Tag Archives: Anne Dudley

Black Book (2006, Paul Verhoeven)

Black Book is a film of convenience; whether it’s a negative to further the plot or a simple positive like there being a nonsensical chute to allow easy entry into a basement, the film keeps oiling its gears. It’s not predictable—in fact, it hinges on being unpredictable (Black Book owes a lot to the heist genre)—but it is smooth. It’s so smooth, it doesn’t feel much like a Paul Verhoeven film. But maybe that lack of identity was his point. He wanted to show he was capable of being a journeyman.

Part of that journeyman approach is shooting the film in Panavision, but framing his shots for TV. Black Book would have played great as a three or four part television mini-series. While the film eventually turns into a conspiracy thriller (one or two questions go unanswered), some back story on the non-suspect characters would have been great.

Verhoeven has bookends, making Book another member of this odd new Holocaust genre. He sets up the film as an object of great importance and it isn’t. It’s a mildly boring, competent World War II thriller with some decent surprises and great performances. The surprises aren’t just narrative twists; Verhoeven makes some great observations about the winners of wars being no better than the losers.

Carice van Houten is a good lead, not great. Sebastian Koch is excellent as her lover; costars Thom Hoffman and Derek de Lint have their moments too.

It’s okay, just way too long.

2/4★★

CREDITS

Directed by Paul Verhoeven; screenplay by Gerard Soeteman and Verhoeven, based on a story by Soeteman; director of photography, Karl Walter Lindenlaub; edited by Job ter Burg and James Herbert; music by Anne Dudley; production designer, Wilbert Van Dorp; produced by Jeroen Beker, Teun Hilte, San Fu Maltha, Jens Meurer, Jos van der Linden and Frans van Gestel; released by A-Film Distribution.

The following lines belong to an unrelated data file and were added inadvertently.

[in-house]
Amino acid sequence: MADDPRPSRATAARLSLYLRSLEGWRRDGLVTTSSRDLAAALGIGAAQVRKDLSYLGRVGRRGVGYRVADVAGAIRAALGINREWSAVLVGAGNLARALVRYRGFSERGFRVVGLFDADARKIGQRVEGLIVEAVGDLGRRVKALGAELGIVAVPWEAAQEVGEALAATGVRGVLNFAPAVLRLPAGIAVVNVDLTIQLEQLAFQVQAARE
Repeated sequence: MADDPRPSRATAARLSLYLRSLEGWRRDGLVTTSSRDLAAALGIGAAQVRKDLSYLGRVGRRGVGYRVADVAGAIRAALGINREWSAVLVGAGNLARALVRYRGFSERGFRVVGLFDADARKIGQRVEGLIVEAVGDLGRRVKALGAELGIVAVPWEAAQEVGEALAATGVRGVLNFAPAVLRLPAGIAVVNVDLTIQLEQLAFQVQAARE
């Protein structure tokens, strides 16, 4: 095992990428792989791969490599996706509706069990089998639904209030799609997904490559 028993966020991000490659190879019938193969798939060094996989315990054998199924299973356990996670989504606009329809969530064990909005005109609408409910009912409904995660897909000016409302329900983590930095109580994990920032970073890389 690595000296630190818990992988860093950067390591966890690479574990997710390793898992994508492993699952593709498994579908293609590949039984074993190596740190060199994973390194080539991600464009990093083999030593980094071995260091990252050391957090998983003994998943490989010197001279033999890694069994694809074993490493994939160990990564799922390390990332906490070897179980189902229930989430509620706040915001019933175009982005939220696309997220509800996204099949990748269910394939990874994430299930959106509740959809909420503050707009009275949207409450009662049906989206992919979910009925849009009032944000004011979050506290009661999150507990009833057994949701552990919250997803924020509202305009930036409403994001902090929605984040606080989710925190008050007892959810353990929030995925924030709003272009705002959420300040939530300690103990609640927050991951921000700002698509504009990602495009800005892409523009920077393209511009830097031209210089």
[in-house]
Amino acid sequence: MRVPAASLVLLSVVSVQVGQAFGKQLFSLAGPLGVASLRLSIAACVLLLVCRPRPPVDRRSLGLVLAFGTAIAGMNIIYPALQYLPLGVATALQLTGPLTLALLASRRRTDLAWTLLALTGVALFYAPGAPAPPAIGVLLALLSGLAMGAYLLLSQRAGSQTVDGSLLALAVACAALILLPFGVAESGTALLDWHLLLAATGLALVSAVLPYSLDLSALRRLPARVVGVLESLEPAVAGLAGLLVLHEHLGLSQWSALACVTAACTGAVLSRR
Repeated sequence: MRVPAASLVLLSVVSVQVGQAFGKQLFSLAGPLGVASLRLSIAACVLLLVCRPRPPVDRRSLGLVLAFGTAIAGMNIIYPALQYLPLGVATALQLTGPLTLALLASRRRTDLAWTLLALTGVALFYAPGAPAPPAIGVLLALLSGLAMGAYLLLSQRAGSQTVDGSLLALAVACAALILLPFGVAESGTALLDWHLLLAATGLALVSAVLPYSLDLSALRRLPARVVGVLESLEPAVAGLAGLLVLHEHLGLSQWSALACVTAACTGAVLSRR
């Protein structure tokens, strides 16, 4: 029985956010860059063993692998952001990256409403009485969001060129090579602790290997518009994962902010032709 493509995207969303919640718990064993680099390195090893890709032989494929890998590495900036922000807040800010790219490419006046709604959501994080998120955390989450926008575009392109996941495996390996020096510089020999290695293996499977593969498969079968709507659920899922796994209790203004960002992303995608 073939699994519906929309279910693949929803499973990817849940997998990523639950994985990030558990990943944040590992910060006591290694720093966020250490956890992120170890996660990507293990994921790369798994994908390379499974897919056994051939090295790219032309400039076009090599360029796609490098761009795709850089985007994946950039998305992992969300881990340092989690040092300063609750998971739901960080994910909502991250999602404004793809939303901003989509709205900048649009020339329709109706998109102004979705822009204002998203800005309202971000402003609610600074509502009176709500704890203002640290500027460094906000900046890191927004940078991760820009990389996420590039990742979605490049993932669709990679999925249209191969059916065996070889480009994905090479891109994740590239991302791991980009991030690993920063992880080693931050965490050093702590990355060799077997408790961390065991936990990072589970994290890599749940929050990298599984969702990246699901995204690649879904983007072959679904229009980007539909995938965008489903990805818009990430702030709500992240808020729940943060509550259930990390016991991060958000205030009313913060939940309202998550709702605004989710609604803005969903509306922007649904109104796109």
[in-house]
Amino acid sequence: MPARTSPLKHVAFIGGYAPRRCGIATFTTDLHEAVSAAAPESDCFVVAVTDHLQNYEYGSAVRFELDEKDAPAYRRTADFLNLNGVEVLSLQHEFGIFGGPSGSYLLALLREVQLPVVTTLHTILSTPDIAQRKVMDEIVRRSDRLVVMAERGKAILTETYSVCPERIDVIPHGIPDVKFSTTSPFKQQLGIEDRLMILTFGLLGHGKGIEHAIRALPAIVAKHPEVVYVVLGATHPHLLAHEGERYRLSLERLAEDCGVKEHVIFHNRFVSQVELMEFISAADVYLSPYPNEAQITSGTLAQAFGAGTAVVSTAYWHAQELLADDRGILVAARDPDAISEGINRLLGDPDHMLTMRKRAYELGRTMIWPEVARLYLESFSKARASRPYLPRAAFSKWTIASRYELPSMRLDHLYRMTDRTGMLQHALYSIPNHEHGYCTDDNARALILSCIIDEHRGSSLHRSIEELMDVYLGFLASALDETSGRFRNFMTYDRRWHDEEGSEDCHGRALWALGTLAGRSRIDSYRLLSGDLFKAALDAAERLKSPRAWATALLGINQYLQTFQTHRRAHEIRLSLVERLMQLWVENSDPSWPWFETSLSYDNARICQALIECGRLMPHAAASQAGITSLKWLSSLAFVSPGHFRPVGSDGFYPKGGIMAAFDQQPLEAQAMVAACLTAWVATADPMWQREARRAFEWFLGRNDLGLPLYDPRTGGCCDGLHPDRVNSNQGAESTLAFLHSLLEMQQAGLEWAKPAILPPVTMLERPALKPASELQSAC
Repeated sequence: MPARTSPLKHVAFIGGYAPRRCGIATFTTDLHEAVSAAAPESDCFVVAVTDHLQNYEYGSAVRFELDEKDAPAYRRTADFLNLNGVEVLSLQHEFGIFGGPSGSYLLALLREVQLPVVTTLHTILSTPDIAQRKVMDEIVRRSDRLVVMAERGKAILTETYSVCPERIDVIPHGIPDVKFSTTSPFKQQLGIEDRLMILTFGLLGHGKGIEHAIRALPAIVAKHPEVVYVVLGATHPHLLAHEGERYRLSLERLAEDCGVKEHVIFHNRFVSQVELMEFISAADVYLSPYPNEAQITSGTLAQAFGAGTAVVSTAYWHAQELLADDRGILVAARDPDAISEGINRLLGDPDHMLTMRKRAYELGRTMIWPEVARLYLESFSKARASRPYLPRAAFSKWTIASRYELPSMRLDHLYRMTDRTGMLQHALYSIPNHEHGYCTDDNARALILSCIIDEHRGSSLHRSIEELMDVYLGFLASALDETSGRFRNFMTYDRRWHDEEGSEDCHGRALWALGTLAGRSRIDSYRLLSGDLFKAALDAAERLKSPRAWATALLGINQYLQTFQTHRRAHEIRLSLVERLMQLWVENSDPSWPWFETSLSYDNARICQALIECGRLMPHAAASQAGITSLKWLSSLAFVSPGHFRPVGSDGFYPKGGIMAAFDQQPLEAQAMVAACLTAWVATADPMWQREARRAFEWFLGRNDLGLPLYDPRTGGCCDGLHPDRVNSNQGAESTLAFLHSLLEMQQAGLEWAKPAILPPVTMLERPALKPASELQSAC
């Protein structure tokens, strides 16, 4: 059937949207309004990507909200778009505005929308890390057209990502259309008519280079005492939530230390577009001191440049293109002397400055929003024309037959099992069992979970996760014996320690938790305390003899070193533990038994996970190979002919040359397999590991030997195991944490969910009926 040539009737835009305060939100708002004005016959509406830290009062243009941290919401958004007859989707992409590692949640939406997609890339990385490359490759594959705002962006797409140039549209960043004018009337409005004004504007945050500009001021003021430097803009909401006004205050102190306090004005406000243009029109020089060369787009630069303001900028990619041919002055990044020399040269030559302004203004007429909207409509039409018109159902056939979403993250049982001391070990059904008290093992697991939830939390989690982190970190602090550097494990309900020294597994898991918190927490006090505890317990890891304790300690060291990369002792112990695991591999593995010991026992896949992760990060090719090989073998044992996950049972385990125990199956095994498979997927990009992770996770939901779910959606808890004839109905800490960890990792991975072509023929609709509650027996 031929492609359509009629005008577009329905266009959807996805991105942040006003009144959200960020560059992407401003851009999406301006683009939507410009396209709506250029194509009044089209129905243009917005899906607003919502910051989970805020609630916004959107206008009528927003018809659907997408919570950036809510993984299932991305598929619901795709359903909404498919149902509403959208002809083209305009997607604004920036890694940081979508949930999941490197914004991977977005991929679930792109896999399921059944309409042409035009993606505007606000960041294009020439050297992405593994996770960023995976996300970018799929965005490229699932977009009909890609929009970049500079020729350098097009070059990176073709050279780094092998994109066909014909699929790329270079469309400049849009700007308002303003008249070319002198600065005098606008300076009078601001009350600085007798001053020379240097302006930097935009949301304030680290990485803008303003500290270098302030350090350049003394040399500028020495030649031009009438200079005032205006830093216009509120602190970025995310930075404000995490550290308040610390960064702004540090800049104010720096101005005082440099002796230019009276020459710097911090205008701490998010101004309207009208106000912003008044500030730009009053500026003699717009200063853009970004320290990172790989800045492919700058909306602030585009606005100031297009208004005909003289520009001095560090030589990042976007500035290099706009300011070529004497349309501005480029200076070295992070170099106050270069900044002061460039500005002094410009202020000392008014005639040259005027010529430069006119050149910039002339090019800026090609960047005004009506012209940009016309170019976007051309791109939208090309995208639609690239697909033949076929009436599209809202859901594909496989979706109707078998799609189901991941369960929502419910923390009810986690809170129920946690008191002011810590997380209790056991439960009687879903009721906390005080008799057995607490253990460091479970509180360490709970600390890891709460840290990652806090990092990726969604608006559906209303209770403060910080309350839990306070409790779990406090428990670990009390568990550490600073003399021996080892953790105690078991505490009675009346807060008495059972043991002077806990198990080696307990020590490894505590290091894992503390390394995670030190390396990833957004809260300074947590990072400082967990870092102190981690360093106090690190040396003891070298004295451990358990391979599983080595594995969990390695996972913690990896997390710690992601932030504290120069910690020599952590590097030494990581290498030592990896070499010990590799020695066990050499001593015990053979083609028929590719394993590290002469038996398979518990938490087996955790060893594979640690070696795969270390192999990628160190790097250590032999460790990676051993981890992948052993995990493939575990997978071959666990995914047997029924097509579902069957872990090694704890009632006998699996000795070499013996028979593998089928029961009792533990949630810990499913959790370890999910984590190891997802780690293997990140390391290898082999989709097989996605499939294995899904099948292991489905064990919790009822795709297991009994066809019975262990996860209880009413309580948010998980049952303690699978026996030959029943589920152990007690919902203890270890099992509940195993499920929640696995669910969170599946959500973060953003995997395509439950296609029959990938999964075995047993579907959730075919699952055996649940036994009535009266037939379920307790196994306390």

Starring Carice van Houten (Rachel Stein), Sebastian Koch (Ludwig Müntze), Thom Hoffman (Hans Akkermans), Halina Reijn (Ronnie), Waldemar Kobus (Günther Franken) and Derek de Lint (Gerben Kuipers).


RELATED

Advertisements

Knight Moves (1992, Carl Schenkel)

I think I’ve seen Knight Moves at least twice before. The first time I saw it I stopped watching Night Moves and went back to the video store for this one.

What can I say? I had no taste when I was fourteen.

Starting it this time, though, I knew what I was getting into (okay, I didn’t know it ran almost two hours). I knew Christopher Lambert’s performance would be awful–I’m not sure he could convincingly order a cup of coffee–and I assumed Diane Lane’s would be too. There’s this amazingly directed scene of them on a beach… and, wow, are they awful. I mean, their scenes together are just laughably atrocious.

For the most part, however, the rest of the film isn’t. The third act is terrible, but it’s otherwise a decent murder mystery, with Tom Skerritt giving a great performance as the cop. Daniel Baldwin’s okay as his sidekick; he’s occasionally bad.

But the reason I watched Knight Moves, the only reason to watch Knight Moves, is director Carl Schenkel. Schenkel is, near as I can tell, totally unappreciated (I can’t really say anything–I love the guy and had no idea he had dead). He shouldn’t be unappreciated though. Knight Moves is one of the finest directed Panavision mysteries–until the complete script failure in the third act. Every frame is exquisite. I can’t even imagine what Schenkel would have been able to do with a slightly better script and actual actors for leads.

0/4ⓏⒺⓇⓄ

CREDITS

Directed by Carl Schenkel; written by Brad Mirman; director of photography, Dietrich Lohmann; edited by Norbert Herzner; music by Anne Dudley; production designer, Graeme Murray; produced by Jean-Luc Defait and Ziad El Khoury; released by Republic Pictures.

Starring Christopher Lambert (Peter Sanderson), Diane Lane (Kathy Sheppard), Tom Skerritt (Capt. Frank Sedman), Daniel Baldwin (Det. Andy Wagner), Alex Diakun (Grandmaster Lutz), Ferdy Mayne (Jeremy Edmonds), Katharine Isabelle (Erica Sanderson), Kehli O’Byrne (Debi Rutlege), Blu Mankuma (Steve Nolan), Monica Marko (Miss Greenwell), Charles Bailey-Gates (David Willerman), Arthur Brauss (Viktor Yurilivich) and Sam Malkin (Doctor Fulton).


RELATED